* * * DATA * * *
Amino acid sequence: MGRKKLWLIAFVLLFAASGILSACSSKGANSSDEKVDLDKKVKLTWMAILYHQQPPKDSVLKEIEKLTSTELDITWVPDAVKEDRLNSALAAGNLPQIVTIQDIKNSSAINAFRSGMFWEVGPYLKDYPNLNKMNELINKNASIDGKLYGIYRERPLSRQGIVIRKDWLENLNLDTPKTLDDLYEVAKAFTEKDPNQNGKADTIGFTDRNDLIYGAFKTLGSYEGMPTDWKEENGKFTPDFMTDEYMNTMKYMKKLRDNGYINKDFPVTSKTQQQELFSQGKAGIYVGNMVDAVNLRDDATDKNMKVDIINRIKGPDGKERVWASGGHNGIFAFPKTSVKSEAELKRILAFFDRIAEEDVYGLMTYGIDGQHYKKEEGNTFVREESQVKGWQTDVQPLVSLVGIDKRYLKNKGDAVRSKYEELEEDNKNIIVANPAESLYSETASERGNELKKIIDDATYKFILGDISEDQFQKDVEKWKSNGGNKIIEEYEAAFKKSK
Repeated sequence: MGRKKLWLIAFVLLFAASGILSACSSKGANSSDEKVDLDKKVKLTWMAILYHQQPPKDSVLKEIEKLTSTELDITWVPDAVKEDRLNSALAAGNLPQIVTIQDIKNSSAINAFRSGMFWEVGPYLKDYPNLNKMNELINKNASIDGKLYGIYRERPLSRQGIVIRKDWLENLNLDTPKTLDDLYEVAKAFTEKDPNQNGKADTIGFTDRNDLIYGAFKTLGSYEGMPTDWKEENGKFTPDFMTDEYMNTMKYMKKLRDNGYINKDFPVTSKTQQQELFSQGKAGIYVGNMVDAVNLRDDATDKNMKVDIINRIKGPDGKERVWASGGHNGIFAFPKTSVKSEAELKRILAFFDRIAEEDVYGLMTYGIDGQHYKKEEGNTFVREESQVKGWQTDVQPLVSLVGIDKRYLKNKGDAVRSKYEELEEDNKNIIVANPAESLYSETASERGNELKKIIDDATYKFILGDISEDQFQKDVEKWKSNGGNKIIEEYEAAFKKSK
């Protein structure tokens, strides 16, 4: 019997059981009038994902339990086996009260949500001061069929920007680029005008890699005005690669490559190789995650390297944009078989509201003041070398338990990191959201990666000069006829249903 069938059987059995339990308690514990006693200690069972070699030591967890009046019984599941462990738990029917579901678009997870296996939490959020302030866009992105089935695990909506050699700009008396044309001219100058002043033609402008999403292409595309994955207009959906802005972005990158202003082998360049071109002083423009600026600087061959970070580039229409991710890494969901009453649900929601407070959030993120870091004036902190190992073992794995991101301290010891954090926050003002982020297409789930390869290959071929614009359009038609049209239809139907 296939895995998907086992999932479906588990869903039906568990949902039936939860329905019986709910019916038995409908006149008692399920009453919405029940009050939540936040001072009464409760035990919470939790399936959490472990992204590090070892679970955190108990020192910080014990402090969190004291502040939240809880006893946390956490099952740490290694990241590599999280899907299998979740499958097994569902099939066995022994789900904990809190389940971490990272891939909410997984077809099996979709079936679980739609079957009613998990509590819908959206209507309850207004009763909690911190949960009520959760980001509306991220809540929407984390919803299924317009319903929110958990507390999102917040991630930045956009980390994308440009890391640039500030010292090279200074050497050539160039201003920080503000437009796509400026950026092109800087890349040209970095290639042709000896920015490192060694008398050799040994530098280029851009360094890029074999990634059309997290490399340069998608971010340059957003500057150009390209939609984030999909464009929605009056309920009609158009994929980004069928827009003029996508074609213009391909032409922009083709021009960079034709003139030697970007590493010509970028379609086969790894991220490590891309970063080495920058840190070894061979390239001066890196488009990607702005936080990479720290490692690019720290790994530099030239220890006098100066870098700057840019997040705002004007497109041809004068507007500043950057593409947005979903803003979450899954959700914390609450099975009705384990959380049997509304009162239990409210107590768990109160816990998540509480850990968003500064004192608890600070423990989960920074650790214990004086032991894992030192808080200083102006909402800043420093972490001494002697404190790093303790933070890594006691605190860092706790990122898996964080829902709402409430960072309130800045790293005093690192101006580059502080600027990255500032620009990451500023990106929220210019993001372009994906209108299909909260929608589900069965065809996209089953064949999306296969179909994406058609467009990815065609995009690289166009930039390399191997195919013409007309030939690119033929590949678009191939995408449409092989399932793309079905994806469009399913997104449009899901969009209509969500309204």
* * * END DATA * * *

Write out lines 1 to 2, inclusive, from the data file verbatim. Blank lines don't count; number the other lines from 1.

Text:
Amino acid sequence: MGRKKLWLIAFVLLFAASGILSACSSKGANSSDEKVDLDKKVKLTWMAILYHQQPPKDSVLKEIEKLTSTELDITWVPDAVKEDRLNSALAAGNLPQIVTIQDIKNSSAINAFRSGMFWEVGPYLKDYPNLNKMNELINKNASIDGKLYGIYRERPLSRQGIVIRKDWLENLNLDTPKTLDDLYEVAKAFTEKDPNQNGKADTIGFTDRNDLIYGAFKTLGSYEGMPTDWKEENGKFTPDFMTDEYMNTMKYMKKLRDNGYINKDFPVTSKTQQQELFSQGKAGIYVGNMVDAVNLRDDATDKNMKVDIINRIKGPDGKERVWASGGHNGIFAFPKTSVKSEAELKRILAFFDRIAEEDVYGLMTYGIDGQHYKKEEGNTFVREESQVKGWQTDVQPLVSLVGIDKRYLKNKGDAVRSKYEELEEDNKNIIVANPAESLYSETASERGNELKKIIDDATYKFILGDISEDQFQKDVEKWKSNGGNKIIEEYEAAFKKSK
Repeated sequence: MGRKKLWLIAFVLLFAASGILSACSSKGANSSDEKVDLDKKVKLTWMAILYHQQPPKDSVLKEIEKLTSTELDITWVPDAVKEDRLNSALAAGNLPQIVTIQDIKNSSAINAFRSGMFWEVGPYLKDYPNLNKMNELINKNASIDGKLYGIYRERPLSRQGIVIRKDWLENLNLDTPKTLDDLYEVAKAFTEKDPNQNGKADTIGFTDRNDLIYGAFKTLGSYEGMPTDWKEENGKFTPDFMTDEYMNTMKYMKKLRDNGYINKDFPVTSKTQQQELFSQGKAGIYVGNMVDAVNLRDDATDKNMKVDIINRIKGPDGKERVWASGGHNGIFAFPKTSVKSEAELKRILAFFDRIAEEDVYGLMTYGIDGQHYKKEEGNTFVREESQVKGWQTDVQPLVSLVGIDKRYLKNKGDAVRSKYEELEEDNKNIIVANPAESLYSETASERGNELKKIIDDATYKFILGDISEDQFQKDVEKWKSNGGNKIIEEYEAAFKKSK